And the A1C is!

Drum Roll Please...... 5.5, I'm sorry I just couldn't help myself I had to tell my TuD friends. To say the least I was pleased and the Endo was pleased. He cautioned me about not running low to often but said I was doing great.

This was only my second visit with this Doc and I'm still trying to feel him out. I went in with a lot of questions and was pleased with the answers I received.

He supports a low carb diet if it is within reason. When I described my approach to eating he was supportive and said it falls within his guidelines.

We talked about exercise and what was an appropriate amount. I really thought that I had become obsessive about it. He calmed my fears and assured that it was not overboard.

Lastly we talked about pumps. He said that control wise I probably would not benefit from a pump and for me the decision to use a one would be a lifestyle decision. I had taken with me a very extensive logbook of readings, injections and carb counts so he said that he felt that I would be successful using one and that he would be supportive if I wanted one. He told me to think about it and give him a call and he would start the approval process.

Looks like now I have a decision to make. Please help me folks, I don't know what to do. I have batted this one back and forth in my mind for some time and I'm still no closer to a decision.


Stemwinder, it sounds as if you've been working hard and getting it all together really well! Congratulations!
It sounds like you have a wonderful, supportive Endo.
When thinking of a pump, get Pumping Insulin by Walsh, and keep thinking while you read. Maybe you've already done your reading, but you want to be well educated about them. Read the pump posts, too. And the T1 forum posts on pumping.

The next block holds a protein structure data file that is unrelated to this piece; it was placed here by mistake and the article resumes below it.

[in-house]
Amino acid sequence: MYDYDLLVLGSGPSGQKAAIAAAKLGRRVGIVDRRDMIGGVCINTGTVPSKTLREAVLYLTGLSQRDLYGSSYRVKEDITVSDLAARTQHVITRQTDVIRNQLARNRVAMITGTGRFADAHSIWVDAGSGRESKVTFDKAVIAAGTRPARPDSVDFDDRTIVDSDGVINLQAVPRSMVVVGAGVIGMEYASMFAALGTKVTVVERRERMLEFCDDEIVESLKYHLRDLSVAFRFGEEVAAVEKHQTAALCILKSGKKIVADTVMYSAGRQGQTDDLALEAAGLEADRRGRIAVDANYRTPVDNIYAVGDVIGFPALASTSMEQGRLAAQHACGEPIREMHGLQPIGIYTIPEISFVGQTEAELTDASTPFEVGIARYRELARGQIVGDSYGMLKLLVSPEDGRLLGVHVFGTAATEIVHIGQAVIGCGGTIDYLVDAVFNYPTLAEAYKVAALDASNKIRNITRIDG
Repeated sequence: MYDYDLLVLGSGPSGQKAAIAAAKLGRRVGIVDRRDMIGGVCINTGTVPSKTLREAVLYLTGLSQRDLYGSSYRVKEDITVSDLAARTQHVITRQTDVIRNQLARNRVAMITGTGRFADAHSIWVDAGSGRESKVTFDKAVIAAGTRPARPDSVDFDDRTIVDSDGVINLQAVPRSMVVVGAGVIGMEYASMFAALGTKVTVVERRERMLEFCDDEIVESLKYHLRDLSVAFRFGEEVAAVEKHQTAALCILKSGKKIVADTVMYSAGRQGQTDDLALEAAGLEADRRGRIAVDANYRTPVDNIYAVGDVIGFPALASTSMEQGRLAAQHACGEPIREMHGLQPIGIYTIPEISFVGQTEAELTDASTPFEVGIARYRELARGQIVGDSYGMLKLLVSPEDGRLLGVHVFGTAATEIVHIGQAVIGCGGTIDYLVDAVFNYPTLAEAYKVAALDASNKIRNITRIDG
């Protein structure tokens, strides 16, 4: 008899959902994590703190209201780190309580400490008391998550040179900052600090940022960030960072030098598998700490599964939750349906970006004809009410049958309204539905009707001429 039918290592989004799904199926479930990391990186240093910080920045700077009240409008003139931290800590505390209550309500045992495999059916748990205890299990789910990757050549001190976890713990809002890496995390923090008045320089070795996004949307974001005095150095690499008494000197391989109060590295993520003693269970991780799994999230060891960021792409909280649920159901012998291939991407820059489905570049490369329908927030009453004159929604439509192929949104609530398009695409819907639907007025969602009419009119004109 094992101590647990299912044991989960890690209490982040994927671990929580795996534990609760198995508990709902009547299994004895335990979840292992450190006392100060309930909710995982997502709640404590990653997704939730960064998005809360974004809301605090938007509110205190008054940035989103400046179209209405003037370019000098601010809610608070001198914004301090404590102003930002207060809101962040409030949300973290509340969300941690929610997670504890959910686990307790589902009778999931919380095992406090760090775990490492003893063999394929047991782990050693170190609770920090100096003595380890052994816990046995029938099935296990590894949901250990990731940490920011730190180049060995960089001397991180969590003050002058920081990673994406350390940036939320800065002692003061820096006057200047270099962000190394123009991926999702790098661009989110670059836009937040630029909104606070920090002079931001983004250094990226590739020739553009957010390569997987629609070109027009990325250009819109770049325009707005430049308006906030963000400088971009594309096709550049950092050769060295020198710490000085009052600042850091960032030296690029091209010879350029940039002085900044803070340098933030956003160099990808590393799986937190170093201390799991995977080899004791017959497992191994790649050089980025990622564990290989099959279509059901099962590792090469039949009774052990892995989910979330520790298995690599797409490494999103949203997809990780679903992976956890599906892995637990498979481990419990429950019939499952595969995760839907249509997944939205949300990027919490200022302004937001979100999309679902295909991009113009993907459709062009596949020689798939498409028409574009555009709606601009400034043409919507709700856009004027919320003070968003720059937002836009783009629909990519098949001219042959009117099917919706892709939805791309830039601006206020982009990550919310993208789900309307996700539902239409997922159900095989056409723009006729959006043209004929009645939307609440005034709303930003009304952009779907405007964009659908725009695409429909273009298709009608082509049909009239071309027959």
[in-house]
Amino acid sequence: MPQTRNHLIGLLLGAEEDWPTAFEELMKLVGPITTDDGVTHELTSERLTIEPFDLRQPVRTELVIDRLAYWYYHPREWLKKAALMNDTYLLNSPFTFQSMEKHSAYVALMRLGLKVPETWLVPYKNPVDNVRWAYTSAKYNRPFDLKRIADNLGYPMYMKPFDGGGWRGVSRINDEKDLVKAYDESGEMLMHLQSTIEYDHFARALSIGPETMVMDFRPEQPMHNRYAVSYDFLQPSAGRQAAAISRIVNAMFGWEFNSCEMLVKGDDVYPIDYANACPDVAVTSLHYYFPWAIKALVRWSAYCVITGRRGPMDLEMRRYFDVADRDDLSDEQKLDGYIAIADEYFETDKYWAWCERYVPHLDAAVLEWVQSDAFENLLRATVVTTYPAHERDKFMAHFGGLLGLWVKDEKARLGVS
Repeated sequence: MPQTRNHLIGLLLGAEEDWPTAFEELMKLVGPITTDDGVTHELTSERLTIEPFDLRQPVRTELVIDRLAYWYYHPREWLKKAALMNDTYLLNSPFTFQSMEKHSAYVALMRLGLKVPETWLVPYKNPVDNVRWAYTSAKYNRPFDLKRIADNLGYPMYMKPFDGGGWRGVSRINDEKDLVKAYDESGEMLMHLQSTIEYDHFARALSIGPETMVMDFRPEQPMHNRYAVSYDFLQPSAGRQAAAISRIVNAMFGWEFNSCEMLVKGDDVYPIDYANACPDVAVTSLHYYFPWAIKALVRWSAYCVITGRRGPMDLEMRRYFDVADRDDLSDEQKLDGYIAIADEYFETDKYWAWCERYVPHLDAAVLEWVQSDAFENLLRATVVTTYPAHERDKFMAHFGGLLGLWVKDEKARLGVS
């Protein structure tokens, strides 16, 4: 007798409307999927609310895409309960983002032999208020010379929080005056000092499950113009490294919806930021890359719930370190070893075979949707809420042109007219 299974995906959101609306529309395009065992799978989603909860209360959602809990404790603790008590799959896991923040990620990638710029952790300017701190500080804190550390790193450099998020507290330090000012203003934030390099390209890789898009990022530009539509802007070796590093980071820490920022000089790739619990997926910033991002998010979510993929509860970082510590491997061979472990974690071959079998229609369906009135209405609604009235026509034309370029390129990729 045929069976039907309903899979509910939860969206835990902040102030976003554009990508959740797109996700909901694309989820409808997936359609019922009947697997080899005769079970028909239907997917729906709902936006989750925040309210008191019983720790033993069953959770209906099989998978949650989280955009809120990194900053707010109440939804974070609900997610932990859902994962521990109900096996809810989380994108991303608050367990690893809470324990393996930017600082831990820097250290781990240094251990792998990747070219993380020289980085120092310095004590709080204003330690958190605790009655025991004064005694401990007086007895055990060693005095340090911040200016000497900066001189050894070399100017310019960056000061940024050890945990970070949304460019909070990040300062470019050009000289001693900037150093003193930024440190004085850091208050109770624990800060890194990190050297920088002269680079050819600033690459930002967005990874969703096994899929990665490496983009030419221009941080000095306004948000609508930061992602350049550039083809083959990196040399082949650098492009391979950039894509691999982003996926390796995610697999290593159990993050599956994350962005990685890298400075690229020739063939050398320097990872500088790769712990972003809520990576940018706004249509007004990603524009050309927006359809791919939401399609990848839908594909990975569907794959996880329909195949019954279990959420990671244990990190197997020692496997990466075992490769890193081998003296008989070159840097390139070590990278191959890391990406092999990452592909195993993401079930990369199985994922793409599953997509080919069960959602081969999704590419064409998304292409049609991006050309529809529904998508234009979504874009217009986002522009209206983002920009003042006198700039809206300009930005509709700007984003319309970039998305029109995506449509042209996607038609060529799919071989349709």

And again, congrats!

Hey, Gary, Congrats are definitely in order!

Whether or not to get a pump is definitely an individual decision. But since you mentioned your endo saying you "would not benefit from a pump and it would be a lifestyle decision" I'll share my own experience. I felt for quite awhile that I didn't "need" a pump because my A1C was decent (not as good as yours - 6.3 then) and because I had plenty of time to do shots. But then after I started my Type 1 Women's Group I saw the majority of the women in the group had pumps and then I realized I didn't "need" a pump, but I still "wanted" one. I love my pump now and wouldn't go back, but you'll figure what is right for you. Pumps have their own downsides, but for me the upside is better than the downside. Let us know what you decide when you do, I feel like there is almost a pressure to get a pump these days but they aren't right for everyone.

Again, great job!

Thanks Zoe, I have read your posts about the problems you have been having with set failures. Knowing this your statement that the upside is better than the downside means a lot.


Thank Leo, I think I'm going to keep this endo. I have read from lots of folks that their endo just doesn't understand. So far this one does.

I was on top of the world when I left the endo's office today and not only because of the good A1C but also because I think he understands.


gary, thats fabulous! excellent a1c and glad youve got a great endo who is on the same page! ive got the same a1c and im on shots. at the beginning i really wanted a pump but as long as im well controlled on shots im gonna stick with them. saying that, if i had insurance that covered one, id prolly get it, try it, and if i didnt like it i could alwys change back to shots...hard one, esp when shots seem to be working for you!

Kudos! Great work on a stellar A1c.

You've got a good doctor, a rarity. Can't help with the pump decision because I don't want one to share the positives. Yea, a minority opinion. Failures, scar tissue, expense & waste are the negatives to me. Not excited at the idea of being tethered either.